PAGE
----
Source: News Bharati English15 Mar 2017 10:12:48
New Delhi, March 15: Parliament on Tuesday passed the Enemy Property (Amendment and Validation) Bill, 2016 which guards against claims of succession or transfer of properties left by people who migrated to Pakistan and China after wars.
Notably, the Enemy Property (Amendment and Validation) Bill, 2016, which amends the Enemy Property Act, 1968, was passed by voice vote in the Lok Sabha, incorporating the amendments made by the Rajya Sabha last week.
The amendments to the bill in the Lok Sabha were moved by Home Minister Rajnath Singh. The Bill will replace the ordinance promulgated by the government. According to this bill, successors of those who migrated to Pakistan and China during partition will have no claim over the properties left behind in India.
Replying to the discussion in Lok Sabha, Minister Rajnath Singh clarified that the legislation in no manner violates the principles of natural justice and human rights. He said, if by mistake any property is declared as enemy property then the affected party can approach the grievance redressal mechanism as provided in the bill. He also clarified that no enemy property has been disposed of so far by the custodian. Responding to the concerns of members giving retrospective effect to the legislation, the Home Minister further said that there will be no adverse effect of it.
With this passage in both the houses of Parliament, the bill will be sent to President Pranab Mukherjee for his approval. Mukherjee’s nod on the bill will turn it into an Act.
Enemy Property Bill, 2016
The Enemy Property (Amendment and Validation) Fourth Ordinance was promulgated on August 28, 2016. It amends the Enemy Property Act, 1968 and the Public Premises (Eviction of Unauthorised Occupants) Act, 1971. Previously three similar Ordinances had been promulgated in January, April and May 2016.
The central government had designated some properties belonging to nationals of Pakistan and China as ‘enemy properties’ during the 1962, 1965 and 1971 conflicts. It vested these properties in the ‘Custodian of Enemy Property’, an office under the central government. The 1968 Act regulates these enemy properties.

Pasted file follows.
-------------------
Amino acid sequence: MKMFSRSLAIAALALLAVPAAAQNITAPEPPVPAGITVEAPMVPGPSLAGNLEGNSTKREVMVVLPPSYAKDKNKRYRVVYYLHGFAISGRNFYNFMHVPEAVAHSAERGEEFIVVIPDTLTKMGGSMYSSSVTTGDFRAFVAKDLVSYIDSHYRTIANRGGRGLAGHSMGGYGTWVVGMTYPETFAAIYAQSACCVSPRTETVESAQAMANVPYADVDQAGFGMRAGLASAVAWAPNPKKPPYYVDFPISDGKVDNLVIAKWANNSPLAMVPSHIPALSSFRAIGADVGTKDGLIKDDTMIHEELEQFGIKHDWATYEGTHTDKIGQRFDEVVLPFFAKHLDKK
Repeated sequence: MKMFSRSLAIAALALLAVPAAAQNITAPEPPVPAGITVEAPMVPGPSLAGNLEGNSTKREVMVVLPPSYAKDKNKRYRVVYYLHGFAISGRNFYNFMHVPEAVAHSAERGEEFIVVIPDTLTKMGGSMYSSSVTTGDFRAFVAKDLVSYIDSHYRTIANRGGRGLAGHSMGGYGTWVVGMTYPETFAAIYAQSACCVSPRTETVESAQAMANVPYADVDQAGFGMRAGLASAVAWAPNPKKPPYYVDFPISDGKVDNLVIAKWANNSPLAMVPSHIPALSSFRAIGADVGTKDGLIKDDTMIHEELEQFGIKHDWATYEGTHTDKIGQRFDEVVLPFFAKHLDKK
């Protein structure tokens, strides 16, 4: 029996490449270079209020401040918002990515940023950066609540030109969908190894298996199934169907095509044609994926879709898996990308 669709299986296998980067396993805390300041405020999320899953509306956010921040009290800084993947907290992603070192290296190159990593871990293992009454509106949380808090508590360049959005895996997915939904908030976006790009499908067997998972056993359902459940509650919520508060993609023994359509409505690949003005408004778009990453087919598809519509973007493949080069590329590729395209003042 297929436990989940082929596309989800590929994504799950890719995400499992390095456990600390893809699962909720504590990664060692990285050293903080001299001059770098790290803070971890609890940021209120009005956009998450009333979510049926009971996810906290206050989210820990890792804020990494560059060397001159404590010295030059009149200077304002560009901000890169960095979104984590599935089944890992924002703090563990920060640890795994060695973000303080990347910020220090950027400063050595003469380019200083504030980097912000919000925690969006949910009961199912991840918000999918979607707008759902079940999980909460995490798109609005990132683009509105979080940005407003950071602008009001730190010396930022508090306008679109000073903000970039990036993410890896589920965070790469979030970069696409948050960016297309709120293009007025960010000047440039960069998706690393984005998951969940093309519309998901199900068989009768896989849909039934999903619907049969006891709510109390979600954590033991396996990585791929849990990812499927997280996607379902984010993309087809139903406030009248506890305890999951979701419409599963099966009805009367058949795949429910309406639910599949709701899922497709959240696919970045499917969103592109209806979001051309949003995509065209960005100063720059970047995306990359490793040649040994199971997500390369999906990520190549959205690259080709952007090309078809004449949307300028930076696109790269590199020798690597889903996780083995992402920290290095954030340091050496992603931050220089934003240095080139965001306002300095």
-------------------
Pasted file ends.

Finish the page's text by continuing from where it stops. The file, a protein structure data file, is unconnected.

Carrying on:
Provisions of the Ordinance
Retrospective application: The Ordinance is deemed to come into force on January 7, 2016, the date of promulgation of the first Ordinance. However, several of its provisions will be deemed to have come into effect from the date of commencement of the 1968 Act. Consequently, divestments (i.e., returning of property from the Custodian to the owner) and transfers of enemy property, which had taken place before January 7, 2016, and violate the Ordinance, will be considered void.
Definition of the enemy: The 1968 Act defined an ‘enemy’ as a country (and its citizens) that committed external aggression against India (i.e., Pakistan and China). The Ordinance expands this definition to include: (i) legal heirs of enemies even if they are citizens of India or of another country which is not an enemy, (ii) nationals of an enemy country who subsequently changed their nationality to that of another country, etc.
Vesting of enemy property: The 1968 Act allowed for vesting of enemy properties with the Custodian, after the conflicts with Pakistan and China. The Ordinance amends the Act to clarify that even in the following cases these properties will continue to vest with the Custodian: (i) the enemy’s death, (ii) if the legal heir is an Indian, (iii) enemy changes his nationality to that of another country, etc.
The Ordinance further provides that vesting of enemy property with the Custodian will mean that all rights, titles and interests in the property will vest with the Custodian. No laws and customs governing succession will be applicable to these properties.